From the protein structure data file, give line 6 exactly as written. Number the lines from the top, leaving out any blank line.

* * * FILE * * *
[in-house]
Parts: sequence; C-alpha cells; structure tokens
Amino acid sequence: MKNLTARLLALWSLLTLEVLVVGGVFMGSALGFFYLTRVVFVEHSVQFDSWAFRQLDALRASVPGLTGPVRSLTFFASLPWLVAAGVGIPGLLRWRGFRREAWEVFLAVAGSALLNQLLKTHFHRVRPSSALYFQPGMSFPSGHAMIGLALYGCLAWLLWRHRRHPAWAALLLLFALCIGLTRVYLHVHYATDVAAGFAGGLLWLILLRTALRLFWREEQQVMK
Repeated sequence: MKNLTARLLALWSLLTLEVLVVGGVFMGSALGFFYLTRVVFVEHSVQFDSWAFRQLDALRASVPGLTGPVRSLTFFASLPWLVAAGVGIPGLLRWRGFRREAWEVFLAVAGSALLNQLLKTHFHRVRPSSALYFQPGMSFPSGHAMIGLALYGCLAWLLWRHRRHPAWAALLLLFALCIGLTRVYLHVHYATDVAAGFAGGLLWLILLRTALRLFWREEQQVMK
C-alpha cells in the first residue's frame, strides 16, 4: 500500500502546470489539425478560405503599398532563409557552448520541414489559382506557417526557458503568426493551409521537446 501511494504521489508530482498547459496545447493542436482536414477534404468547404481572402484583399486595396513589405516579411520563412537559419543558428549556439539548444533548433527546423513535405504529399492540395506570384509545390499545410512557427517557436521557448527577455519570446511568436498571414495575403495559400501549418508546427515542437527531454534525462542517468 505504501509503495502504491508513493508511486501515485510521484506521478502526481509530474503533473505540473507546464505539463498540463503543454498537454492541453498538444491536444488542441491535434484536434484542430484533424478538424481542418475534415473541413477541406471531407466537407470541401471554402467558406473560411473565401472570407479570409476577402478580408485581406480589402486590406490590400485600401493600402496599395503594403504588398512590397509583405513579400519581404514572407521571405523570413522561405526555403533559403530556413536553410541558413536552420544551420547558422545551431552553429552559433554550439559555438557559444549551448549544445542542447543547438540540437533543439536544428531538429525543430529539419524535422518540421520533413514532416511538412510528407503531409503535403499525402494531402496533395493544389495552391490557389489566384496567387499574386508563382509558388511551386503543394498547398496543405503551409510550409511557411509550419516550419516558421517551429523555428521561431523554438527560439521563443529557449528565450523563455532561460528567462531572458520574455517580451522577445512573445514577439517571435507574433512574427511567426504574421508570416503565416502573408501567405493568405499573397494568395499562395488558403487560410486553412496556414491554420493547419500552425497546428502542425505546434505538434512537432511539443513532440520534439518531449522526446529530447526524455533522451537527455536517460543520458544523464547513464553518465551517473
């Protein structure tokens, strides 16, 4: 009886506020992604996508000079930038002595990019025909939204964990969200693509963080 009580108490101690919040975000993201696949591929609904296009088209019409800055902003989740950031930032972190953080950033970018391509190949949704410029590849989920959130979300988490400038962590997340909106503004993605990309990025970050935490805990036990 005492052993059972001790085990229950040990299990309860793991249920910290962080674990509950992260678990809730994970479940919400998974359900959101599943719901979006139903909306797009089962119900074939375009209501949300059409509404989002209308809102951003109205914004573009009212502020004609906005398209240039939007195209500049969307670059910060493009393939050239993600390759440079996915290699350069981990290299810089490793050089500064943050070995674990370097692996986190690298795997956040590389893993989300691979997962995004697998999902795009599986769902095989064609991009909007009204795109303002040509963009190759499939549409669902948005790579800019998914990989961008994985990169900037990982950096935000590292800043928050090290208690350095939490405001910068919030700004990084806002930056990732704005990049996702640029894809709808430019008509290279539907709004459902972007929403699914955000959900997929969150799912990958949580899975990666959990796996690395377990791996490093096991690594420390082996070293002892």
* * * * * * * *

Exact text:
């Protein structure tokens, strides 16, 4: 009886506020992604996508000079930038002595990019025909939204964990969200693509963080 009580108490101690919040975000993201696949591929609904296009088209019409800055902003989740950031930032972190953080950033970018391509190949949704410029590849989920959130979300988490400038962590997340909106503004993605990309990025970050935490805990036990 005492052993059972001790085990229950040990299990309860793991249920910290962080674990509950992260678990809730994970479940919400998974359900959101599943719901979006139903909306797009089962119900074939375009209501949300059409509404989002209308809102951003109205914004573009009212502020004609906005398209240039939007195209500049969307670059910060493009393939050239993600390759440079996915290699350069981990290299810089490793050089500064943050070995674990370097692996986190690298795997956040590389893993989300691979997962995004697998999902795009599986769902095989064609991009909007009204795109303002040509963009190759499939549409669902948005790579800019998914990989961008994985990169900037990982950096935000590292800043928050090290208690350095939490405001910068919030700004990084806002930056990732704005990049996702640029894809709808430019008509290279539907709004459902972007929403699914955000959900997929969150799912990958949580899975990666959990796996690395377990791996490093096991690594420390082996070293002892």